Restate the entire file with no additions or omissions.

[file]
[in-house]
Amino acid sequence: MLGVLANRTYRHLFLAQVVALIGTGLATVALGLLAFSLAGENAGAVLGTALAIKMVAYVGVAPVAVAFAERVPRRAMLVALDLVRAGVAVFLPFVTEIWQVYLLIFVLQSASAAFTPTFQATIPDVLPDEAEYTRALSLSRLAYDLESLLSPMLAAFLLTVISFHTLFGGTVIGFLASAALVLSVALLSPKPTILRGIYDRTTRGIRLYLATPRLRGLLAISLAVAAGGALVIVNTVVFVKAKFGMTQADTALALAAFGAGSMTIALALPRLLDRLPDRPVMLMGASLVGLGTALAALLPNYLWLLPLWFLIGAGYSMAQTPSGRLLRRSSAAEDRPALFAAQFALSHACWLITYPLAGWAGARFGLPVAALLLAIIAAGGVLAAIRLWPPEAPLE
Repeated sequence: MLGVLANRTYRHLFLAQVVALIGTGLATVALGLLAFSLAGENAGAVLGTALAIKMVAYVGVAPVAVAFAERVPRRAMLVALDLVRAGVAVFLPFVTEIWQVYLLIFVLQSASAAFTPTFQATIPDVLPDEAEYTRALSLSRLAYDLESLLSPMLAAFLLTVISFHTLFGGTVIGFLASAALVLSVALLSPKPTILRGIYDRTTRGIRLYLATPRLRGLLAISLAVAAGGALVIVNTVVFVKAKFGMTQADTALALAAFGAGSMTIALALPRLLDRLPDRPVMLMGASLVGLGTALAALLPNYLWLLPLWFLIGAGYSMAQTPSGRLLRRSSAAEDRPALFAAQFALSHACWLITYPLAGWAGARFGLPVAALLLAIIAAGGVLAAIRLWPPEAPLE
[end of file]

[in-house]
Amino acid sequence: MLGVLANRTYRHLFLAQVVALIGTGLATVALGLLAFSLAGENAGAVLGTALAIKMVAYVGVAPVAVAFAERVPRRAMLVALDLVRAGVAVFLPFVTEIWQVYLLIFVLQSASAAFTPTFQATIPDVLPDEAEYTRALSLSRLAYDLESLLSPMLAAFLLTVISFHTLFGGTVIGFLASAALVLSVALLSPKPTILRGIYDRTTRGIRLYLATPRLRGLLAISLAVAAGGALVIVNTVVFVKAKFGMTQADTALALAAFGAGSMTIALALPRLLDRLPDRPVMLMGASLVGLGTALAALLPNYLWLLPLWFLIGAGYSMAQTPSGRLLRRSSAAEDRPALFAAQFALSHACWLITYPLAGWAGARFGLPVAALLLAIIAAGGVLAAIRLWPPEAPLE
Repeated sequence: MLGVLANRTYRHLFLAQVVALIGTGLATVALGLLAFSLAGENAGAVLGTALAIKMVAYVGVAPVAVAFAERVPRRAMLVALDLVRAGVAVFLPFVTEIWQVYLLIFVLQSASAAFTPTFQATIPDVLPDEAEYTRALSLSRLAYDLESLLSPMLAAFLLTVISFHTLFGGTVIGFLASAALVLSVALLSPKPTILRGIYDRTTRGIRLYLATPRLRGLLAISLAVAAGGALVIVNTVVFVKAKFGMTQADTALALAAFGAGSMTIALALPRLLDRLPDRPVMLMGASLVGLGTALAALLPNYLWLLPLWFLIGAGYSMAQTPSGRLLRRSSAAEDRPALFAAQFALSHACWLITYPLAGWAGARFGLPVAALLLAIIAAGGVLAAIRLWPPEAPLE